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Remembering Belinda Lee

Belinda Lee

Belinda Lee

CATH postgraduate student, Sandra Frost is researching the career of Belinda Lee, a talented starlet and product of the Rank Charm School in the early 1950s.

Sandra would love to hear from anyone who can contribute knowledge or information on Lee’s life and career which began in British ‘B’ movies.  Her marriage to Italian Count Orsini opened the gates to stardom in the Italian film industry and membership of the ‘La Dolce Vita’ set, but Lee died tragically early in a car crash in Hollywood, fifty years ago in March 1961.

By Sandra Frost:

I am a postgraduate researcher at the Cinema and Television History Research Centre, De Montfort University, Leicester, UK.  My study focuses on Belinda Lee, an actress rarely spoken of today, whose career was shaped by 1950s stardom, celebrity and stereotyping.

Belinda Lee began training as an actress at the Tudor Arts Academy, Hindhead, Surrey (circa1947-52).  From there she won two scholarships to RADA where she spent 18 months (1952/3).  Holidays were spent at the Nottingham Playhouse and she appeared in several productions there.  Her training at RADA was cut short when she was seen acting at Nottingham by Val Guest, film director with The Rank Organisation, who cast her in the Frankie Howerd comedy The Runaway Bus (1954), and this led to her being offered a 7yr contract with Rank.  The photographer assigned to promoting her image was Cornel Lucas, the acclaimed Rank Stills Photographer and a few months later, on 5 June 1954, they were married, 10 days before her 19th birthday.

Although the famous ‘Charm School’ was no longer in existence, contract employees were trained similarly in the techniques of cinema acting and handling the public, they were also expected to behave themselves on and off set.  Regarded as one of their most promising actresses, Belinda Lee was kept very busy.  Her roles in comedy included The Belles of St Trinians (1954), Man of the Moment (1955) with Norman Wisdom, and a co-starring role in Who Done It? (1956) with Benny Hill.  More dramatic roles, with star billing, included The Secret Place (1957) with Ronald Lewis, Miracle in Soho (1957) with John Gregson, and Dangerous Exile (1957) with Louis Jordan.  Despite her rapid rise in popularity, she didn’t achieve the box office success she had hoped for.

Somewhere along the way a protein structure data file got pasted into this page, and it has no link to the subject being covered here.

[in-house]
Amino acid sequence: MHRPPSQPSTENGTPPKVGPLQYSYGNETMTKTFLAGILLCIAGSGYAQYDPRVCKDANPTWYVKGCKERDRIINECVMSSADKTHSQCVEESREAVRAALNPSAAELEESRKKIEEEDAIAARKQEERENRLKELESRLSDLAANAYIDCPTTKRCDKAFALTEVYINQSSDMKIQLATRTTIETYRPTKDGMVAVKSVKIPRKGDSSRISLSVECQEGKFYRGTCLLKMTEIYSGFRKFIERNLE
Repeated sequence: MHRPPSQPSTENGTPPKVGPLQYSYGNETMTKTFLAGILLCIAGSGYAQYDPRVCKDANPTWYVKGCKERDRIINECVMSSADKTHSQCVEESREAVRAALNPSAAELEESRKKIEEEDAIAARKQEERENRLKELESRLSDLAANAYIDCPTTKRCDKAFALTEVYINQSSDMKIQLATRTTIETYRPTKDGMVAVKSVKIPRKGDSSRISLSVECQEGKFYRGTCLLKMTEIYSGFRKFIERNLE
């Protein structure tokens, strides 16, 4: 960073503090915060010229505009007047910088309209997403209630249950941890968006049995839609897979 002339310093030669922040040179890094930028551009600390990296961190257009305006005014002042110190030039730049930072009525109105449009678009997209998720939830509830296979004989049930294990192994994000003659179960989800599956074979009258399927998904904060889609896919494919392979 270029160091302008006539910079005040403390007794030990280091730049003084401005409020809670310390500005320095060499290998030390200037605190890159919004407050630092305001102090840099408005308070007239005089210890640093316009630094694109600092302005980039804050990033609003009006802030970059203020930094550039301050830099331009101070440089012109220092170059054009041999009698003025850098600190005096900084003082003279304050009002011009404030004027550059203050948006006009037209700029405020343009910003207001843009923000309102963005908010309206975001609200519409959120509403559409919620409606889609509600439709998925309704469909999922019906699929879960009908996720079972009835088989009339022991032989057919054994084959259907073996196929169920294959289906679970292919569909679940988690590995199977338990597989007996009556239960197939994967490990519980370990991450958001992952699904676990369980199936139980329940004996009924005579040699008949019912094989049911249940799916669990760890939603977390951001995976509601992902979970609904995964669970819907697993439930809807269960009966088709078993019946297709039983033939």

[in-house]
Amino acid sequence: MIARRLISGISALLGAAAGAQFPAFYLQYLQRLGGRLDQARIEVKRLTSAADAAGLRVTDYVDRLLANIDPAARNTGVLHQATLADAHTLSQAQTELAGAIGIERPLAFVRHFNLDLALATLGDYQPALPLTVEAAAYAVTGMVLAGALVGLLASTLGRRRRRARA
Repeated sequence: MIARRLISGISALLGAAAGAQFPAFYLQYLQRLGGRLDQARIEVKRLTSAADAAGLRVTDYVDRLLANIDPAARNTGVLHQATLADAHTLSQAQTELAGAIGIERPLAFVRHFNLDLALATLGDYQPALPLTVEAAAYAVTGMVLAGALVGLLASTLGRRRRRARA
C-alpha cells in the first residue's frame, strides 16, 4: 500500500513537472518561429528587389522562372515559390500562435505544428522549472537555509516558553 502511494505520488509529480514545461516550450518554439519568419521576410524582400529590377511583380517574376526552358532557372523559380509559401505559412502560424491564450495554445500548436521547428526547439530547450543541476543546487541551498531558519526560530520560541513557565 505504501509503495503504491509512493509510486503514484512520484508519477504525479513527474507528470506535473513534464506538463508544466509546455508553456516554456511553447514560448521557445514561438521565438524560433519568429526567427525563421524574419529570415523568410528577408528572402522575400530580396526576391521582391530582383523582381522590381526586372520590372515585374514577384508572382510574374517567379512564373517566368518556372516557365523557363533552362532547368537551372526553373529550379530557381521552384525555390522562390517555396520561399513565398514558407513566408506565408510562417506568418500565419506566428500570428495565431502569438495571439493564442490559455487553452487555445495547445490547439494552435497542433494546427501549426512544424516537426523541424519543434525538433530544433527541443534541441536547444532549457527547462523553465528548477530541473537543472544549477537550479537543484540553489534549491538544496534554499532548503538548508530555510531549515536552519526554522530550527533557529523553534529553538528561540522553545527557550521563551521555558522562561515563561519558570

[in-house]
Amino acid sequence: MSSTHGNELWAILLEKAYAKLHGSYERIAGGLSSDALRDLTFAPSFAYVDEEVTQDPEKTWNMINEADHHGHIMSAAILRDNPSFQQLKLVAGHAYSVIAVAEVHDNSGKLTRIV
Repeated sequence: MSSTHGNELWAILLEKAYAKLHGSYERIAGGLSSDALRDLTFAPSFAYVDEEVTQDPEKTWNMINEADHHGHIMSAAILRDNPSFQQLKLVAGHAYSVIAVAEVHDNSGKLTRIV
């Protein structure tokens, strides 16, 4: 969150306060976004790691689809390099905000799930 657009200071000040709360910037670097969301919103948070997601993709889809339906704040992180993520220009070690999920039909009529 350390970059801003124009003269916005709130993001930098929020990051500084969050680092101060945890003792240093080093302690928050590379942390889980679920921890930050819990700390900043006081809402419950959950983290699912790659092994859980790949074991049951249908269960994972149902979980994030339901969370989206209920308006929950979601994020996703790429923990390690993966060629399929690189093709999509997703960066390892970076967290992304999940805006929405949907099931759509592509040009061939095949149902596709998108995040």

In 1957, Rank released Lee to film ‘La Venere Di Cheronea’ in Italy.  Her marriage had been suffering under the strain of her career and whilst in Rome she met Prince Filippo Orsini.  From one of the oldest and noblest families, Orsini had been appointed Prince Assistant to the Pope, and was married.  Nonetheless he had a reputation for being a ’playboy’ and may have been involved in the 1950s Via Veneto glitzy lifestyle, later known as ‘La Dolce Vita’.  Their adulterous affair caused a scandal and once she had completed Nor the Moon by Night (1958) Rank terminated her contract and Lucas filed for divorce citing Orsini.

Belinda Lee moved to Italy to be with Orsini and to seek work in Europe.  Though she was kept very busy many of the films were unsatisfying ‘sword and sandal’ and sexy racy tales.  Two films of note though were Die Wahrheit Uber Rosemarie (1959) based on a recent murder case in Germany, and La Lunga Notte Del ’43 (1960) an Italian drama of Resistance against Germans in Ferrara.  But, by 1961, the strong belief she had in her career had waned, her relationship with Orsini had ended, and she had a new partner, writer and film director Gualtiero Jacopetti.

Her life ended tragically when she was killed in a car accident on 13 March 1961, on the San Bernandino highway, California, just before her 26th birthday.

If anyone has memories that would build on my knowledge of the career and life of Belinda Lee, I would greatly appreciate hearing them.

Sandra can be contacted at:  p0905053x@myemail.dmu.ac.uk

Posted on Saturday 2nd July 2011

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